When you’re building a PC, you probably get really excited about the CPU, graphics card, and maybe the case—but the power supply is the least sexy part of any build. It is, however, one of the most important—so it requires just as much deliberation as your other components.
It isn’t always about brand name, either—some brands can make great PSUs in one part of their product line, and less-than-stellar PSUs in another bracket. Plus, you’ll need to decide how much efficiency you require (which can affect heat and noise levels), what kind of connectors you need (does your CPU require one 8-pin connector or two?), and whether you want to pay extra for modularity (so you aren’t stuffing unused cables behind the motherboard). When you have a limited budget, it’s all a balancing act, on top of finding a power supply made with quality components that won’t harm your system—oh, and check the warranty length, too.
Overwhelmed? We’ve got you covered. First, figure out the required wattage of your system by plugging your components into Newegg’s power supply calculator. They’ll give you a (very) rough estimate of the wattage you should look for when buying a PSU. Then factor in how much you can afford for extras (seriously, get a modular or semi-modular power supply if you can), and grab one of the models below—they should fit the bill for most people.
Best Budget Power Supply: EVGA 500 BA
If you’re building a more modest PC for 1080p gaming—using midrange components like NVIDIA’s GTX 1660 Super—you don’t need to go overboard with your wattage. EVGA’s 500 BA power supply is under $60, and gets you the most important stuff without the frills. It’s only 80 Plus Bronze certified for efficiency, and it isn’t modular, but it’s well-built and should deliver stable power to your system. Note that its warranty is only 3 years, however, and you won’t have a ton of headroom for higher-end components in the future—so keep that in mind as you consider the money you spend in the long run, as a power supply can last multiple builds as long as it has the wattage for future upgrades. If you need more wattage, EVGA also offers a 600W version.
A Semi-Modular Step Up: EVGA 650GQ
If you have a bit more to spend, I highly, highly recommend a semi-modular power supply like the EVGA 650GQ. Not only does it up the efficiency to 80+ Gold, but it allows you to detach any extra cables you aren’t using. The crucial motherboard and CPU cables are still permanently attached, but you can plug in your GPU power, SATA power, and other accessories separately, so you don’t have unused cables taking up space and ruining your cable management. Couple that with a 5-year warranty and 650 watts of power—which is enough for the vast majority of even high-end gamers—and you’ve got a pretty great power supply for your next build.
For Small Form Factor Builds: Corsair SF600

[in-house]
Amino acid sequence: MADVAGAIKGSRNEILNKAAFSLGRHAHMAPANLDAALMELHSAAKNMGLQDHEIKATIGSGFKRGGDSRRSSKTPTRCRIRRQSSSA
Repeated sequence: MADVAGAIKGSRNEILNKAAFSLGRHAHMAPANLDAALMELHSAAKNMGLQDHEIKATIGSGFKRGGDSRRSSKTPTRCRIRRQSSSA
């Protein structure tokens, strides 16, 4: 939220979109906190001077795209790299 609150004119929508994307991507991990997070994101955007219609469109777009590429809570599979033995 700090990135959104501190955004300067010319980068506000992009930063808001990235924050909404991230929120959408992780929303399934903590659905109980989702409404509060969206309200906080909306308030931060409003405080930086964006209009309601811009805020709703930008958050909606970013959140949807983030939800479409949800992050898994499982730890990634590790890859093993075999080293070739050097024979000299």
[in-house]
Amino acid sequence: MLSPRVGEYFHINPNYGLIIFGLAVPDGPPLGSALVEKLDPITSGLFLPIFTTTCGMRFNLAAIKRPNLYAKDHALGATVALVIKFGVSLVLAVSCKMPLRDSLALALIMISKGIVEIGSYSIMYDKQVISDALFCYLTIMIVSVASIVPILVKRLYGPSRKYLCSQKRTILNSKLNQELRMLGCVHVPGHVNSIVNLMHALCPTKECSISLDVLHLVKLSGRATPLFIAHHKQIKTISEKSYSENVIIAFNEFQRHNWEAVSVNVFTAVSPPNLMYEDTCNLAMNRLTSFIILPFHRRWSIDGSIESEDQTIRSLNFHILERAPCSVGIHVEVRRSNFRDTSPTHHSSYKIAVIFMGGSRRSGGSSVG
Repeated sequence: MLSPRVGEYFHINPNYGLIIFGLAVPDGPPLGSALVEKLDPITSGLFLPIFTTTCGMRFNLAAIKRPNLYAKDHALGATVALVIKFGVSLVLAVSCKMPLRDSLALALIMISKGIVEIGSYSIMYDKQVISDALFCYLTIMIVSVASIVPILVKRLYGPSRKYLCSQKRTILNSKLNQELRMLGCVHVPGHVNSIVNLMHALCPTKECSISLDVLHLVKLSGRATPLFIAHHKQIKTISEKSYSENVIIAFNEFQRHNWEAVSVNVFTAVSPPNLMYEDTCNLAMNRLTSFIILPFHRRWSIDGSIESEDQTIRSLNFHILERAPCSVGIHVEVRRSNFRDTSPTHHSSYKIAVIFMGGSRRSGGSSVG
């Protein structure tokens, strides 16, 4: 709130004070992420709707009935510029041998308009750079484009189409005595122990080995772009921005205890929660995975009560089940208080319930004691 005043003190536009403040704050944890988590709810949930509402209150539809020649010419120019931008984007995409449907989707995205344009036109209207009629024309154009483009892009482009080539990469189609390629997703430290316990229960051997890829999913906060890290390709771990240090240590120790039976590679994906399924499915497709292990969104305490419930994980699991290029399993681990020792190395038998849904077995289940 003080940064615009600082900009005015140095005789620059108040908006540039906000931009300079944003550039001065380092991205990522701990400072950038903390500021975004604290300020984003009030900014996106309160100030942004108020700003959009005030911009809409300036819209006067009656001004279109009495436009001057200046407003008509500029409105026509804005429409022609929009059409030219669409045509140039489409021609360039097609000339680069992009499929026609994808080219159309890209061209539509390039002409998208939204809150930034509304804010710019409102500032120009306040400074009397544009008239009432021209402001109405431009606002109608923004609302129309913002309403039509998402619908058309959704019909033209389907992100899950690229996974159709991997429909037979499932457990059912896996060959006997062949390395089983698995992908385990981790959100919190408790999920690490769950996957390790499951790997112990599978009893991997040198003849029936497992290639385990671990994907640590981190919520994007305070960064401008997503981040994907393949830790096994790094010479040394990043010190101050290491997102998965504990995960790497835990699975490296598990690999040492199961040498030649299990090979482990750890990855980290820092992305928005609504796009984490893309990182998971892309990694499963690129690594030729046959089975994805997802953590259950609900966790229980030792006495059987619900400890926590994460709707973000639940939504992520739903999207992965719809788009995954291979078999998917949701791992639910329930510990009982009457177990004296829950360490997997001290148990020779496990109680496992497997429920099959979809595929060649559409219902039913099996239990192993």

I’m a big, big fan of small form factor gaming PCs. It’s amazing how much power you can fit in a tiny case these days, provided your hands are nimble enough to cram everything in its place. Super small form-factor builds may require specialized power solutions, but typical builds—like those using the awesome Fractal Design Node 202 case—only need slightly smaller power supplies using the SFX form factor. For those, I recommend looking at Corsair’s SF line, which delivers high-quality power in a compact package. The SF600 should be enough for most folks, though you can step down to the SF450 to save a few bucks or up to the SF750 if you need more power.
Best Fully Modular Power Supply: Corsair RM750x
If you need more power or more connectors than wallet-friendly power supplies can handle, you’ll need to step up a bit in price. But that’s okay, because Corsair’s fantastic RMx series can not only bring the power at 80+ Gold efficiency, it’s fully modular, meaning you can plug in only the cables you need—or swap them all out entirely for custom braided cables. I’m actually using the Corsair RM750x in my own gaming PC, which comes in black or white, and it’s an absolute champ, especially in its ability to keep the noise level down. (Plus, it looks great with my black-and-blue CableMod cables). If you need even more power, the RM850x only costs a few bucks more—oh, and both models come with a 10-year warranty, which offers some solid peace of mind.
I’m going to spoil your fun right here: you probably don’t need a 1000W, 80+ Platinum power supply. Sure, it’s near top-of-the-line, but it’s just overkill for most builds, and that money could be much better spent elsewhere. That said, if you’re running a Ryzen Threadripper CPU with an RTX 3090 with intense water cooling all around, a 1000 watt power supply may start making sense, and Seasonic’s Prime 1000 Platinum is one of the best around (with a 12 year warranty to boot). Oh, and if Platinum is just not enough for you, there’s also an 80+ Titanium model if you really want unlimited power.